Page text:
Re: [Rd] Using sample() to sample one value from a single value?

From: Tim Hesterberg <>
Date: Thu, 04 Nov 2010 07:42:52 -0700

On Wed, Nov 3, 2010 at 3:54 PM, Henrik Bengtsson <>wrote:

> Hi, consider this one as an FYI, or a seed for further discussion.
> I am aware that many traps on sample() have been reported over the
> years. I know that these are also documents in help("sample"). Still
> I got bitten by this while writing
> All of the above makes sense when one study the code of sample(), but
> sample() is indeed dangerous, e.g. imagine how many bootstrap
> estimates out there quietly gets incorrect.

Nonparametric bootstrapping from a sample of size 1 is <always> incorrect. If you draw a single observation from a sample of size 1, you get that same observation back. This implies zero sampling variability, which is wrong. If this single sample represents one stratum or sample in a larger problem, this would contribute zero variability to the overall result, again wrong.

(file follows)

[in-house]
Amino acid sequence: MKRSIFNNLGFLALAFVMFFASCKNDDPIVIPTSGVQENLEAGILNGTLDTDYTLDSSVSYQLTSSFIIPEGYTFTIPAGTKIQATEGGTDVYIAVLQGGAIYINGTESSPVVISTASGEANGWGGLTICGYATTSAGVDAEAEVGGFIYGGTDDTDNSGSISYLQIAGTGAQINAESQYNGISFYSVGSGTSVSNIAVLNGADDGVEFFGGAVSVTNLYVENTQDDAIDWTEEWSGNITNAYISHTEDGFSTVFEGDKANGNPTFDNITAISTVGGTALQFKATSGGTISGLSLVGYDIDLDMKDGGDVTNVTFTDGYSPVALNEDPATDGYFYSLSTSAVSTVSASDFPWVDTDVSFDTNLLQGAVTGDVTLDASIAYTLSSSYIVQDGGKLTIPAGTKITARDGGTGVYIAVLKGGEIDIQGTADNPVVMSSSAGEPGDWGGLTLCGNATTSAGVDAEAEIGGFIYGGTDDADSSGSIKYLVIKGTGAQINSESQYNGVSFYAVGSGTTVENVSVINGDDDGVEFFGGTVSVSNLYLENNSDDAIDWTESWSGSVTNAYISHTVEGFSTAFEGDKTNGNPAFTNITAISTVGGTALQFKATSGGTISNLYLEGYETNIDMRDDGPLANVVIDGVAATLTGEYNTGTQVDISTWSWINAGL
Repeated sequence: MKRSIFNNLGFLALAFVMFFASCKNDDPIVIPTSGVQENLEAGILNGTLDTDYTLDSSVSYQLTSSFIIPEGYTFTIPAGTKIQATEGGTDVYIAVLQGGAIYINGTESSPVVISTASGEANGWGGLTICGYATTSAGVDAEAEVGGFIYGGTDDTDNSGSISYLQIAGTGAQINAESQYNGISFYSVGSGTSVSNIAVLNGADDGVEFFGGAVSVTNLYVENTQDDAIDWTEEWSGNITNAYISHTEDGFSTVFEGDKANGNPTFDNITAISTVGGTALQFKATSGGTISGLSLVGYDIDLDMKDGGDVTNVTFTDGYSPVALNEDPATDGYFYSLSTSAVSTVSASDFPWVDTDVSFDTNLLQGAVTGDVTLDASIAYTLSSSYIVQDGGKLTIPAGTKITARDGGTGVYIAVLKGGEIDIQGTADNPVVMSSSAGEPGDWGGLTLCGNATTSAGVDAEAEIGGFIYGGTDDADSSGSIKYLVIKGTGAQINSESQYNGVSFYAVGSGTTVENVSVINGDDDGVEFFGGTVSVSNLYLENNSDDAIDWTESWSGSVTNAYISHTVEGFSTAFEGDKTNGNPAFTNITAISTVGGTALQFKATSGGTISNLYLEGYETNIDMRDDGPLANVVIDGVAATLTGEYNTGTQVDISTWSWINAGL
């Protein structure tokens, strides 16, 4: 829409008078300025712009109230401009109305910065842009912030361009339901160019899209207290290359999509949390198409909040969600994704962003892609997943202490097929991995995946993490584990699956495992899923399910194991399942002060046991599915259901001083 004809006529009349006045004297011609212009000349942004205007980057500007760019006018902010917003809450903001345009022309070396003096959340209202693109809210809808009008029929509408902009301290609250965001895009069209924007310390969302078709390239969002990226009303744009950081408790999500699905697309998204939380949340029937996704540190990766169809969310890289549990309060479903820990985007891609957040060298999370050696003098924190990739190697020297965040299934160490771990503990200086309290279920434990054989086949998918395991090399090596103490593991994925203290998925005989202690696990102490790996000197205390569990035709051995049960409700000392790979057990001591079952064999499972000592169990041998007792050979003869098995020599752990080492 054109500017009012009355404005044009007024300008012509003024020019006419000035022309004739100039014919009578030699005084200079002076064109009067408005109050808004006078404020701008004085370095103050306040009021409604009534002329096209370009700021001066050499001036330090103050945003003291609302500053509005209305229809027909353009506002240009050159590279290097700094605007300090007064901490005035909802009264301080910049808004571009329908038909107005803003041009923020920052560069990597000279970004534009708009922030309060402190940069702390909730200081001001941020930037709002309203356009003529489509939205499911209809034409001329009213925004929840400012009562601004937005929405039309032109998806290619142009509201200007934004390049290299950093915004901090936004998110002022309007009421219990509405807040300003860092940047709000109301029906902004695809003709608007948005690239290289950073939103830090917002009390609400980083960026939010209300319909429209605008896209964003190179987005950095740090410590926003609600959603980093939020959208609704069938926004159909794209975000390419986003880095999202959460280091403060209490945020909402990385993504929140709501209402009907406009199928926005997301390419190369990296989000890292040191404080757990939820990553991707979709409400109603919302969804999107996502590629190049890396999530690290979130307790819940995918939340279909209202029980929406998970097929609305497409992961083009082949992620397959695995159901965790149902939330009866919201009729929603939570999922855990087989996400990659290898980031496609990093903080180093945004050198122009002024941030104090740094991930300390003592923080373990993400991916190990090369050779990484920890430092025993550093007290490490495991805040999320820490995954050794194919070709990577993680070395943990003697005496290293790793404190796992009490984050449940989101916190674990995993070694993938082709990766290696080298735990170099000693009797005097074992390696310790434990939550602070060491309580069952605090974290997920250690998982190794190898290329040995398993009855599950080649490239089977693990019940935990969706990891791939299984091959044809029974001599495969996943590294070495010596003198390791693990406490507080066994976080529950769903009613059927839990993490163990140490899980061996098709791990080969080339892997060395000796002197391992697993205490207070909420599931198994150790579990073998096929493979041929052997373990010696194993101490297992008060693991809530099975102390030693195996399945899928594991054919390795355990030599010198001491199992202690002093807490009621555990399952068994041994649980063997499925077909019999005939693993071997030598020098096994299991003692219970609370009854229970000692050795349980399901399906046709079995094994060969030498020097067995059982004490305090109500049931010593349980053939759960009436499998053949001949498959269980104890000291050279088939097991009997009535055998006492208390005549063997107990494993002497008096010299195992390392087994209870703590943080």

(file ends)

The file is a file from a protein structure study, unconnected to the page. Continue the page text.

In general, the ordinary bootstrap underestimates variability in small samples. For a sample mean, the ordinary bootstrap corresponds to using an estimate of variance equal to (1/n) sum((x - mean(x))^2), instead of a divisor of n-1. In stratified and multi-sample applications the downward bias is similarly (n-1)/n.

Three remedies are:
* draw bootstrap samples of size n-1
* "bootknife" sampling - omit one observation (a jackknife sample), then   draw a bootstrap sample of size n from that * bootstrap from a kernel density estimate, with kernel covariance equal   to empirical covariance (with divisor n-1) / n. The latter two are described in
Hesterberg, Tim C. (2004), Unbiasing the Bootstrap-Bootknife Sampling vs. Smoothing, Proceedings of the Section on Statistics and the Environment, American Statistical Association, 2924-2930.

All three are undefined for samples of size 1. You need to go to some other bootstrap, e.g. a parametric bootstrap with variability estimated from other data.

Tim Hesterberg mailing list Received on Thu 04 Nov 2010 - 14:50:05 GMT

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